Went to the Tate Britain the other day, possibly for the first time since it became the Tate Britain rather than simply the Tate - very remiss, I know. Found the Lure of the East exhibition very beguiling. Like my favourite annual exhibition, the BP Portrait Award, it shares artistic interest with human interest. And, of course, in this case authorial research interest, shedding another kind of light on Cairo for me.
It's fair to say that the pictures are of mixed artistic merit, but most are interesting in one way or another. The galleries are thoughtfully arranged in themes that are not too wearying - opening with portraits in Eastern dress is inspired, though I have to say for me it just showed how wildly incongruous most of those who 'went native' (at least for a portrait) would have looked, particularly those of a celtic complexion who look almost blue in colourful silks that clash with their hair. Apparently, though, it's not unusual for the Afghans to be pale also. Jean-Leon Gerome's small portrait of Napoleon near the Cairo cemeteries was my favourite here - very much in his own dress and looking all the more striking for it.
Room 2 'genre and gender' is really just about the outside - and so male - spaces, with an occasional incursion by women, as slaves or as customers. Some lovely market scenes and a very good commentary on these available on the bench in the centre, but the most unusual room 2 picture for me is the cock fight where the cocks have been blurred into invisibility leaving only the audience.
Room 3 centres on Jerusalem, but also has some lovely paintings of mosques and churches in Cairo and Istanbul - not the most compelling room for me as few of the paintings contain people, and it leads into the really rather dull room 4 which has a rather too small screen of photographs from the three cities, and a rather too large screen with a map showing the movements of some of the painters and patrons, with the occasional scattergun historical event.
Room 5 is devoted to Harem and Home, with a very lovely screen casting evocative shadows all over the walls. Although, as ever, this exhibition fails to reproduce all the most interesting paintings as postcards or prints, they did choose wisely for their poster with a section of Arthur Melville's limpid Arab Interior, definitely my favourite image from an artistic standpoint. Why you can only get a postcard size reproduction of this (or the poster with writing etc) is beyond me - anyone else care to join the campaign to improve gallery shops? Their selection of 'Eastern' paraphernalia is also largely lamentable - yes the turquoise bowls are pretty but one can get them far cheaper elsewhere.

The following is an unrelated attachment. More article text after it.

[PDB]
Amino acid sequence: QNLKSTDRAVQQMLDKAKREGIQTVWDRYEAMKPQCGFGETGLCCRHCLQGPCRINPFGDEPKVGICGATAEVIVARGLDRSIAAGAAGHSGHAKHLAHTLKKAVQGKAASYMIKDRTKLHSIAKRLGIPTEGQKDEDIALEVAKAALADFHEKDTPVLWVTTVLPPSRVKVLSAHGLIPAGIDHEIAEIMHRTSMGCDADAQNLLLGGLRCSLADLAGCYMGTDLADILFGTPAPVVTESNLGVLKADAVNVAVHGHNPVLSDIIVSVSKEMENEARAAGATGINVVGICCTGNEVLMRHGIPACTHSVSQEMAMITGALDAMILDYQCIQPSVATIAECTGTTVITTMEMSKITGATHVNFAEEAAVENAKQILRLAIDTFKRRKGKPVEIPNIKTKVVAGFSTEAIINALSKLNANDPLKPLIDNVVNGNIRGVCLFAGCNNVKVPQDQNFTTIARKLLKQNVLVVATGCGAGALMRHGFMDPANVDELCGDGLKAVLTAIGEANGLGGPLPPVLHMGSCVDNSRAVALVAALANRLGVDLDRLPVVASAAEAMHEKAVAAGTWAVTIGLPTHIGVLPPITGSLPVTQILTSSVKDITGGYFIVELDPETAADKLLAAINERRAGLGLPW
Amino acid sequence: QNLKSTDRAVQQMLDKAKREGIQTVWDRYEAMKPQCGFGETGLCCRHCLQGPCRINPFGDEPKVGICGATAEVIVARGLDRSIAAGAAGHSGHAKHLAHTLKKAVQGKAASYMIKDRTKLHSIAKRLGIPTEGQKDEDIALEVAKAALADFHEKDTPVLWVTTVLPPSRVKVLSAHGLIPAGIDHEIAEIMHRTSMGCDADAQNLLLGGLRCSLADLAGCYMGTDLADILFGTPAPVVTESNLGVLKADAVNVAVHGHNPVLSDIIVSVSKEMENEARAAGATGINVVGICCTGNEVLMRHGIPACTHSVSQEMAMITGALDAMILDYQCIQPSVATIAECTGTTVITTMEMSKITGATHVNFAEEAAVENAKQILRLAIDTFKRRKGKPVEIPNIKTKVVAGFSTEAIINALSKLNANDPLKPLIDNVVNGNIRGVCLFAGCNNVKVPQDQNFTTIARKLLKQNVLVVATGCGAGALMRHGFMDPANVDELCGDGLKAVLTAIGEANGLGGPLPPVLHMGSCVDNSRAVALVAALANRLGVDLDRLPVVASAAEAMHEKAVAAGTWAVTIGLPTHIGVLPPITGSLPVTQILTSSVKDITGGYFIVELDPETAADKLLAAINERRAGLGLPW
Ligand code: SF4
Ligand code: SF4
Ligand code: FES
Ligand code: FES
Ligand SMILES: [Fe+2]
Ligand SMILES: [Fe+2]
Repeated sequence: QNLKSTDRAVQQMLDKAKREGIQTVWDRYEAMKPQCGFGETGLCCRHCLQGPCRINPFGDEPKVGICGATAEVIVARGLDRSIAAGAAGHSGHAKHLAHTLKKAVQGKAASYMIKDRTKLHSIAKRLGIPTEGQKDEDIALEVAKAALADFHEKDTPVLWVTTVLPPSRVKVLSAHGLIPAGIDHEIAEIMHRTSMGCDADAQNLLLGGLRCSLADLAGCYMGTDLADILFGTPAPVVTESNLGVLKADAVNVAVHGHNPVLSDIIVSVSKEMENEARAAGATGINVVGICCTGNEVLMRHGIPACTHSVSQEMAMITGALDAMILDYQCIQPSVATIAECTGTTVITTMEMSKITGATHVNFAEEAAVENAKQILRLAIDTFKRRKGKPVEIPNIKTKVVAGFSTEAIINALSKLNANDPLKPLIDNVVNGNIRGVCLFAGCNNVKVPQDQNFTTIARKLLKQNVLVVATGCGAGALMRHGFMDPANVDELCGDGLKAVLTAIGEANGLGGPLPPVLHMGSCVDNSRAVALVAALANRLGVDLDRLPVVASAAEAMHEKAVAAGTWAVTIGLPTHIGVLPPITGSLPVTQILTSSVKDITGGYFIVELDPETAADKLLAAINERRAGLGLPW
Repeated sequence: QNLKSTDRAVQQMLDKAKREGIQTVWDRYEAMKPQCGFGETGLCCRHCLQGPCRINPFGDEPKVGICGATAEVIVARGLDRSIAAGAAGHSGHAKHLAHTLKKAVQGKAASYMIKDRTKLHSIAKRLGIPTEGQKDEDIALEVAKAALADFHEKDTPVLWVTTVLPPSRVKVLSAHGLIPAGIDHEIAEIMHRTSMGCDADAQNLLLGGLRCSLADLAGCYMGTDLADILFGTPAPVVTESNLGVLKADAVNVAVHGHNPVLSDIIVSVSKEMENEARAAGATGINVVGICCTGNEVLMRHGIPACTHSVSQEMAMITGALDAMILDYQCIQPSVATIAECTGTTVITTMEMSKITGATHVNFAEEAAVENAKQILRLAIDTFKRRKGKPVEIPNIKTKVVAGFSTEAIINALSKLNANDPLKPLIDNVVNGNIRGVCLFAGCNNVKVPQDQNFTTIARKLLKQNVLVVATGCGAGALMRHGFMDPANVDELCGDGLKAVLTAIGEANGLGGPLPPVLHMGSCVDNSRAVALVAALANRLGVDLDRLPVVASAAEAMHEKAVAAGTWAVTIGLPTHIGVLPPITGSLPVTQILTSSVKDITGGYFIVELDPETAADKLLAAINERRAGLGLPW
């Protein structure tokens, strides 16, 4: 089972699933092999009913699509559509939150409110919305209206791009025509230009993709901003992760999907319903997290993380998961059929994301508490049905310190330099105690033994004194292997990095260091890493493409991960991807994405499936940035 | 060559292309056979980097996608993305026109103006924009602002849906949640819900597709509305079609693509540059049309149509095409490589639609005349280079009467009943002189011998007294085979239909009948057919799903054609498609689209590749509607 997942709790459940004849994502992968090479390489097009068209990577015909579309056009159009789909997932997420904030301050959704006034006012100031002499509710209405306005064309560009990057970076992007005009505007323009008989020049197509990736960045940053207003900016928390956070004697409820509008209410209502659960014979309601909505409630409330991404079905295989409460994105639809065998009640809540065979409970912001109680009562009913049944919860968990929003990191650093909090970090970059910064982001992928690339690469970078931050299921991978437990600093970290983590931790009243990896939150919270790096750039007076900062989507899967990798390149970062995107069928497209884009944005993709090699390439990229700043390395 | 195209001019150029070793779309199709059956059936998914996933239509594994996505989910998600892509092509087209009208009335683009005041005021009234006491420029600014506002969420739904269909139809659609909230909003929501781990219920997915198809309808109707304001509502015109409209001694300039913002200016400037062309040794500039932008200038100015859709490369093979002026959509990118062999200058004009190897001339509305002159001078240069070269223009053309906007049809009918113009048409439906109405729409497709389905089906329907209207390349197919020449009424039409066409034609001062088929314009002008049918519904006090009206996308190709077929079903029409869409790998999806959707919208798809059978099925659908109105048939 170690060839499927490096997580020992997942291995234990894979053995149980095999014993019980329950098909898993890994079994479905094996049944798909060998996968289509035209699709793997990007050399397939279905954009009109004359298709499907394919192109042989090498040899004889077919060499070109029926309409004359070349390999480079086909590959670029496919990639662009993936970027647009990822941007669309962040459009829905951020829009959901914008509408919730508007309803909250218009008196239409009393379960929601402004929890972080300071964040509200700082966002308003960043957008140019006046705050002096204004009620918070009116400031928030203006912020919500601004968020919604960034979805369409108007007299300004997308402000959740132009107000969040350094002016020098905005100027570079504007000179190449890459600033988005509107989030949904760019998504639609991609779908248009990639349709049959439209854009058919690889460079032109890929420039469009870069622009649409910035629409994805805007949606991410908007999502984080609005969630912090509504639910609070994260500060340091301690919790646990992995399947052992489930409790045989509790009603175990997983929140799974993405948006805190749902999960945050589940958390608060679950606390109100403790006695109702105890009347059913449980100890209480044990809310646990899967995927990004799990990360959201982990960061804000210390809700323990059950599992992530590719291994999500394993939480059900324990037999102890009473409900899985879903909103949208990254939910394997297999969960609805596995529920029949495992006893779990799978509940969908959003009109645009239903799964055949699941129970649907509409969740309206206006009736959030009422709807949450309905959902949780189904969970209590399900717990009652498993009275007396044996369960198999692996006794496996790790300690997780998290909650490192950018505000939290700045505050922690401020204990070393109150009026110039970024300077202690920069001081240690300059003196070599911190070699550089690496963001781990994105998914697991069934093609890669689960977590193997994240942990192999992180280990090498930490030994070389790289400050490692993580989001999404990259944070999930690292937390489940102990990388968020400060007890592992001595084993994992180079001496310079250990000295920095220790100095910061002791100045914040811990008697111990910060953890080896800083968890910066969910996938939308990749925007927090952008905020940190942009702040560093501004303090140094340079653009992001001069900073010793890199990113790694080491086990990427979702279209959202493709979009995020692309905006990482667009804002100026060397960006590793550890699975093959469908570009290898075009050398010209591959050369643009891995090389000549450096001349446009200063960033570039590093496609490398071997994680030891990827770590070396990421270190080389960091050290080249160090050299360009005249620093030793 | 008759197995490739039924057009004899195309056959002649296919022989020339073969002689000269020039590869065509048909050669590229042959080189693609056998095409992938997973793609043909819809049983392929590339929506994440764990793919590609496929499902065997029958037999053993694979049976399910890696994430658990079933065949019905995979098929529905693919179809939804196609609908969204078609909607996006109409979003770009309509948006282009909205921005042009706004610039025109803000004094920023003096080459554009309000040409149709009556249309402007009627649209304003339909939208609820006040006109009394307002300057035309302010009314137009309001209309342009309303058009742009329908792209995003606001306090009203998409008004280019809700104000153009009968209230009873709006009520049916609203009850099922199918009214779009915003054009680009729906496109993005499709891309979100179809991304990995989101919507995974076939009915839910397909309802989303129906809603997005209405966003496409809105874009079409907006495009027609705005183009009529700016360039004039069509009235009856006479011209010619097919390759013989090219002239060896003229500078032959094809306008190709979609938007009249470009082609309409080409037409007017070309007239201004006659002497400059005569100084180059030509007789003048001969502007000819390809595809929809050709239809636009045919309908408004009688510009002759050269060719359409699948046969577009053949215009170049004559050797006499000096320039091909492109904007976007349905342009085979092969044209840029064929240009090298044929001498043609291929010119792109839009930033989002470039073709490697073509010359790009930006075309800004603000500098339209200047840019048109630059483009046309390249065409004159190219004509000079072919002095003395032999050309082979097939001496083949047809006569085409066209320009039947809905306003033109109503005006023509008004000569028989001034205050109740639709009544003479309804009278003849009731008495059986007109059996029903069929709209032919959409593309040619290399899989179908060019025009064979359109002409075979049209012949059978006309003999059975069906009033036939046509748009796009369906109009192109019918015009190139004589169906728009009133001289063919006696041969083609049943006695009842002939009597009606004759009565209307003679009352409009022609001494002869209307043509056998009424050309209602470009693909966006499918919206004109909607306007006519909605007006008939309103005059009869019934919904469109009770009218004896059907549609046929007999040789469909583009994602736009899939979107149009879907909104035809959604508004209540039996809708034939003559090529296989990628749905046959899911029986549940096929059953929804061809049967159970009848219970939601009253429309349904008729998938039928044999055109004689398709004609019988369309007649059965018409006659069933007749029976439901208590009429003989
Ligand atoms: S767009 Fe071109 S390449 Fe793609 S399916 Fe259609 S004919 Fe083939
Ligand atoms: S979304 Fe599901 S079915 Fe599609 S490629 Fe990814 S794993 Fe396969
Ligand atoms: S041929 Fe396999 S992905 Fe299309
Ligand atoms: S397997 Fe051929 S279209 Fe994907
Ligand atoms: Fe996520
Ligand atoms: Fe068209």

I was flagging by the final room, which contains some fine landscapes though I am dubious about the merits of aerial perspective in painted form. As you might expect, the gender politics of the exhibition are careful - credit to them for including comment from several Egyptians / Africans. It was interesting, and plausible, to learn that English women admitted to the Harem found it much more a family area and sometimes a retreat than male fantasy had created. I do find the arguments about the liberating impact of the veil harder to understand though - certainly there have been times when veiled women have been able to go where those with bare faces could not, but to argue that this is liberation seems disingenuous. A complex subject though, even without recent years history - I also enjoyed a recent BBC show about modern Muslim women which showed how elaborate and beautiful the veils can be, with colours, embroidery and complex knotting at the back.
Off for a week where I may or may not have internet access - more thereafter.